A study published in Science Advances reports on the ability of baricitinib, a JAK/STAT pathway inhibitor, to inhibit viral entry and reduce inflammatory markers in coronavirus disease 2019 (COVID-19) patients, reducing mortality risk by 71% among patients with moderate-severe COVID-19 pneumonia. In addition, the study shows that baricitinib prevents the type-1 interferon (IFN) mediated increase in the expression of angiotensin-converting enzyme 2 (ACE2), the receptor for severe acute respiratory syndrome coronavirus 2 (SARS-CoV-2).
In the study, a total of 83 patients were treated with baricitinib at the University of Pisa (n= 37; median age, 66 years), Italy, and Albacete Hospital (n = 46; median age, 81 years) between mid-March and mid-April 2020. All patients enrolled had an SaO2 < 94% at baseline but did not require mechanical ventilation. Baricitinib was administered at a dose of 4 mg/day for 14 days in conjunction with standard of care in Italy, and at lower doses of 2 or 4 mg/day for 3 to 11 days in the Spanish cohort because of age-related factors. Eighty-three controls were included in the study using propensity score matching systems. Most individuals received concomitant antiviral therapy with hydroxychloroquine and lopinavir/ritonavir, antibiotics, corticosteroids and low molecular weight heparin (LMWH).
Study data showed that primary composite-endpoint of death or invasive mechanical ventilation occurred in 14 (16.9%) patients in the baricitinib-treated group compared to 29 (34.9%) in the control group (P < 0.001). In the multivariate Cox-regression analysis adjusted for all the covariates included in the matching of the two cohorts, baricitinib was independently associated as a protective variable with the primary outcome (hazard ratio [HR], 0.29; 95% confidence interval [CI], 0.15-0.58; P < 0.001).
Meanwhile, the main toxicities observed in the cohorts were hepatic, infectious, gastrointestinal and cardiovascular. An elevation in plasma transaminases occurred in some patients and the continuation of baricitinib in some of these patients was possible with resolution of liver function abnormalities. “Apart from transaminitis, adverse events were difficult to ascribe to baricitinib due to rapidly evolving clinical/capacity constraints,” wrote Justin Stebbing, Imperial College, London, United Kingdom, and colleagues. “We did not observe any signs of coagulopathy or thrombosis caused by baricitinib in any of our patients, though this has been described as a potential toxicity associated with longer term use in rheumatoid arthritis. However, the majority were anti-coagulated with LMWH.”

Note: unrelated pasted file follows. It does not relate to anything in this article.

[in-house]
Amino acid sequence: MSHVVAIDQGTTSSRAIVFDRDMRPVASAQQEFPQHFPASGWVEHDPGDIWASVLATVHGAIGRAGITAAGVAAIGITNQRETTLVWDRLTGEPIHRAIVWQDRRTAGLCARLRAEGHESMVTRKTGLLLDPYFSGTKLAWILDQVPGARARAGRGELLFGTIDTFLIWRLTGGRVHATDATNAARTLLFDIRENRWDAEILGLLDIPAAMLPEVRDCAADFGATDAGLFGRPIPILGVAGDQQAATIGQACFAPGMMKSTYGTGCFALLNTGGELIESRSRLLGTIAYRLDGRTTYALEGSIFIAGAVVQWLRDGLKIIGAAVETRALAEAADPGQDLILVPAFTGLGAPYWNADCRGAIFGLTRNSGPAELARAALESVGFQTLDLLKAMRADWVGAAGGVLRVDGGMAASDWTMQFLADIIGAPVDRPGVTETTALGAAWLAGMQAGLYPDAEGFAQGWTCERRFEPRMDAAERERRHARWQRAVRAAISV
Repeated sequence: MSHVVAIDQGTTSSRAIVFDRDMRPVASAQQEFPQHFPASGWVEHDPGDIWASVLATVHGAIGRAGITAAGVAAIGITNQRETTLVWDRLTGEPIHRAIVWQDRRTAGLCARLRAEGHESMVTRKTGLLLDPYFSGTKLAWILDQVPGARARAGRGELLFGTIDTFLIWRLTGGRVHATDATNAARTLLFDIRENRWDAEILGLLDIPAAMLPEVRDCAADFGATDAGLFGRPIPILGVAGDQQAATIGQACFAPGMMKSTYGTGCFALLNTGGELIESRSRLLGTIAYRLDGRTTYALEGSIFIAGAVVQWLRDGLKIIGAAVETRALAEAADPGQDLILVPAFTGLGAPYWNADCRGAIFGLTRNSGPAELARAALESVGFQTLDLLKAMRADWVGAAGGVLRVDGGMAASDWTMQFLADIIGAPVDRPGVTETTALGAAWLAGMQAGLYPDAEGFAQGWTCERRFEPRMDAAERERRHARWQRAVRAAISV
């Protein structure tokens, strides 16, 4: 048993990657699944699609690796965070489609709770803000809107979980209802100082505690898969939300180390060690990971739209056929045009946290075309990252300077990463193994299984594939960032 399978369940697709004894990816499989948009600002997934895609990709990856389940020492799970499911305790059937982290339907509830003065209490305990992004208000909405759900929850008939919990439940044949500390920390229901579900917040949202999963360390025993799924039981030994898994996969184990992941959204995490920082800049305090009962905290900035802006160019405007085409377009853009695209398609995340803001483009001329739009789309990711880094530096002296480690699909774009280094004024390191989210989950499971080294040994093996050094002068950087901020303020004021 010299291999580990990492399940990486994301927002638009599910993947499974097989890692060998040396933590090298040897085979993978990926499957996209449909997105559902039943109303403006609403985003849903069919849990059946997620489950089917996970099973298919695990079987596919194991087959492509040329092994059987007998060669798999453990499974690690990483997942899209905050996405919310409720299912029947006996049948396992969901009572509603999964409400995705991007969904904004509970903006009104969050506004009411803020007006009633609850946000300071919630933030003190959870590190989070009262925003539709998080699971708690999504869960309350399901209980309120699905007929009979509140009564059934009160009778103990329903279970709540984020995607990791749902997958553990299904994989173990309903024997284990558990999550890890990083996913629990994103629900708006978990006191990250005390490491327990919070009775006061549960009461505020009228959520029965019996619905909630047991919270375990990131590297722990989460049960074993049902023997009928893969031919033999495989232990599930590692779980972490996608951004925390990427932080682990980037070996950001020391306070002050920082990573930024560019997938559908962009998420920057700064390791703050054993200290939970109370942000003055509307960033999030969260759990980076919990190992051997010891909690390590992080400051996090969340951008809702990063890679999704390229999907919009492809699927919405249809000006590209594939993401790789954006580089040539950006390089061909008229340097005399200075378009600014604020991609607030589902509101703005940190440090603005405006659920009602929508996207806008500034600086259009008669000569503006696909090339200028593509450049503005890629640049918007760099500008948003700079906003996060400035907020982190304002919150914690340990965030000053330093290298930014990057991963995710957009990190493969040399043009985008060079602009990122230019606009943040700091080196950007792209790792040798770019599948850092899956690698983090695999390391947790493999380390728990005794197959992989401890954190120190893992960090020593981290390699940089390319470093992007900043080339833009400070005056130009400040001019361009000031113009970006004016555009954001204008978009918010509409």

Using organotypic 3D cultures of primary human liver cells, the researchers demonstrated that interferon-alpha-2 (IFNα2) significantly increases ACE2 expression and SARS-CoV-2 infectivity in parenchymal cells by >5-fold and exposure to therapeutically relevant concentrations of baricitinib (800 nM) fully abolished ACE2 induction by IFN-α2 and efficiently blocked the increased infectivity in cytokine treated 3D liver microtissues even beyond the levels observed in non-cytokine exposed samples. Further, RNA-Seq revealed gene response signatures associated with platelet activation were fully inhibited by baricitinib.
To evaluate the effects of baricitinib on replication and viral entry, the researchers analyzed viral loads at 4 hours post infection using baricitinib concentrations close to the relevant Kd values (100 nM). Super-resolution microscopy revealed anti-nucleocapsid protein immunoreactivity clusters throughout the infected samples. In contrast, virus signals were almost absent in baricitinib-treated samples, demonstrating that baricitinib efficiently blocked viral entry at nanomolar concentrations.
“This reveals mechanistic actions of a JAK-1/2 inhibitor targeting viral entry, replication and the cytokine storm, and is associated with beneficial outcomes including in severely ill elderly patients, data that incentivizes further randomized controlled trials,” the authors concluded.
Nonetheless, the authors acknowledged that the study was not a randomized trial comparing baricitinib to a placebo control group; thus, known and unknown confounding variables could have compromised the results. In addition, they noted that the small sample size in the baricitinib cohort could limit the overall statistical power. “Given these limitations, we eagerly await the completion of the baricitinib randomized trials that are currently ongoing,” the authors added.